Copy & Paste Mentality
We all know that a digital environment is prone to illicit reproductions: songs, movies, stylesheets, markup, code, graphics, software etc. You name it. All your bits are belong to us! As such this is nothing new, I remember the days when tapes were hot, hot, hot! But somehow there was at least some level of effort put into getting that wicked new album on tape Â– after which you shared it with your friends getting drunk while playing NHL or Road Rash on a Sega Genesis (yup, those were the days).
Presently sharing requires as much effort as switching on your computer. Aside from the fact that sharing is inherent to a network, a worrisome trend is taking shape: copy and paste mentality is infecting all layers of society, not only the computer literate and hardcore geeks. In the great tradition of client stories from hell, here’s my version.
While working on a corporate web site I get a phone call from the client: Â“Umm, yes, we just had a meeting with our 3 CEO’s and would like to expand the site with a few extra sections, is that possible?Â” Ok, first of, what the f***? 3 CEO’s? Ugh, welcome to feedback and approval cycle from hell. Anyway, more business is always good, so I told them I’d send a revised offer and contract. No biggie. Right?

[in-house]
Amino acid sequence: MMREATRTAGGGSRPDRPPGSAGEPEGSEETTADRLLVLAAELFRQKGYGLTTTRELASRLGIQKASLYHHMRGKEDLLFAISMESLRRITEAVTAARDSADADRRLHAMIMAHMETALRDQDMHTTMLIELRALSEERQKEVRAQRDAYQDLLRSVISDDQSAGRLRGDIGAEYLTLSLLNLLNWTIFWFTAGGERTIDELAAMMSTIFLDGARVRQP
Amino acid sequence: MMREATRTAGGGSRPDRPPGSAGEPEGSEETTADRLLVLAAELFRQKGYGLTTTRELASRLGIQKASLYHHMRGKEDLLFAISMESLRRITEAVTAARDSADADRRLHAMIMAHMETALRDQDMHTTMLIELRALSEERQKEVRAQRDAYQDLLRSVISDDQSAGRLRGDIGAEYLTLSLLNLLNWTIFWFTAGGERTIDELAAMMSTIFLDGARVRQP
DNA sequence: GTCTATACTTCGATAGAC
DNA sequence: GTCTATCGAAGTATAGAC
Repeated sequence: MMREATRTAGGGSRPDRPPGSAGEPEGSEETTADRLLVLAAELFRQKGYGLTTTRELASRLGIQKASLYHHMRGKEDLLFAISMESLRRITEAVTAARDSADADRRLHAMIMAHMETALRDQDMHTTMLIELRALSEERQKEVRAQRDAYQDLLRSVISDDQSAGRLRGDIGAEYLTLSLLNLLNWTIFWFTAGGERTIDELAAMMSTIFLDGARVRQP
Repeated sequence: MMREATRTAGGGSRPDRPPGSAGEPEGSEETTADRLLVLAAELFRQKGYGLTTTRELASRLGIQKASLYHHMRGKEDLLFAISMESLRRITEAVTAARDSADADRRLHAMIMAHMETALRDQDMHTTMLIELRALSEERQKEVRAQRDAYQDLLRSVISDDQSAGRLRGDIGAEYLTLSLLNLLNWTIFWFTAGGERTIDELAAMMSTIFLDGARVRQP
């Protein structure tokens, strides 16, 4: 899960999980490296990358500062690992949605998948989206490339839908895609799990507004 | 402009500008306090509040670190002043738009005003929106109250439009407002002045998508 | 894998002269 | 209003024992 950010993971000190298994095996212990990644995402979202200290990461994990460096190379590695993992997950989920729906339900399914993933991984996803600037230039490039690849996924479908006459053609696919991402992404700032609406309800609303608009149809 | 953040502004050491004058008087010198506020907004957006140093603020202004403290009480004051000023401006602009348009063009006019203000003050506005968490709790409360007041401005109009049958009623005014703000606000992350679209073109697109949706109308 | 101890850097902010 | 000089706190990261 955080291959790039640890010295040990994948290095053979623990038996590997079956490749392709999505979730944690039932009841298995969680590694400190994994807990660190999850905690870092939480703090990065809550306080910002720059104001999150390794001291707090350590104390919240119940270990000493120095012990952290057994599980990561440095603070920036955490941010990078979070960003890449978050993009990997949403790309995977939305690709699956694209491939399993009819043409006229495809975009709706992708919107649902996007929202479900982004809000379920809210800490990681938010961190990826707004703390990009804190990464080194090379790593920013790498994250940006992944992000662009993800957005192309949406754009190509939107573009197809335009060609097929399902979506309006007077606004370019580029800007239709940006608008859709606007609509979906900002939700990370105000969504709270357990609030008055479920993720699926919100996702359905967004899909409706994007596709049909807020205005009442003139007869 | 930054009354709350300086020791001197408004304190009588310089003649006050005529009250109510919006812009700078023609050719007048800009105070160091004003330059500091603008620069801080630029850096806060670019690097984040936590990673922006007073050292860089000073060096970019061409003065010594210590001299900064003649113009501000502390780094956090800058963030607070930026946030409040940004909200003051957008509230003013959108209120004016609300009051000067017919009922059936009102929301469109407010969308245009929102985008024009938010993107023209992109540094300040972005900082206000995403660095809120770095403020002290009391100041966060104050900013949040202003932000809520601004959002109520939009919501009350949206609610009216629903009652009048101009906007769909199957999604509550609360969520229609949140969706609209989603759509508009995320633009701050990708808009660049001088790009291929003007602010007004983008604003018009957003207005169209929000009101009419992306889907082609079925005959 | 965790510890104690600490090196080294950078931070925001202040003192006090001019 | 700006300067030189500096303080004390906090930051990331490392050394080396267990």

Two days later I get another phone call: Â“Yeah, errmÂ… we had a look at your offer but found its price rather disturbing.Â” I get these types of answers most of the time, clients always think any price is ridiculous, whatever the amount (tip: odds are a client will try to bargain, make sure you calculate some safety margin; anywhere between 15% and 20% will do). After getting the Â“this price is ridiculousÂ” preach, I explain how I calculate my fees, the amount of work it will take and of course offer them a 15% rebate since they’re requesting more business (safety margin, remember). But at that exact moment lightening strikes: Â“Yes, yes, yes, that’s all fine, but isn’t a few extra pages just a matter of copy and paste.Â”
Click, click, boom! Copy and paste mentalityÂ…
It’s during moments such as these that I hate clients more than I need them. As if matters couldn’t get any worse, my sensible explainations failed miserably to convince the client otherwise: Â“Yeah, well, if you’re going to charge for these few extra sections we’re afraid that we’ll be forced to take our business elsewhere.Â” Talk about extreme measures. Worst of all, I already finished all the compositions and just got approval, from all 3 CEO’s, which is close to a miracle.
So I ask you? What would you have done? Give in, and finish the project without billing for the other sections and keep a client happy (and get the full initial amount)? Or, refuse to do work for free and tell them to f*** themselves, accompanied by the traditional middle finger. Yet bill for the hours already worked and risk losing a referral and money?
This item was posted byon Monday, February 23rd, 2004.
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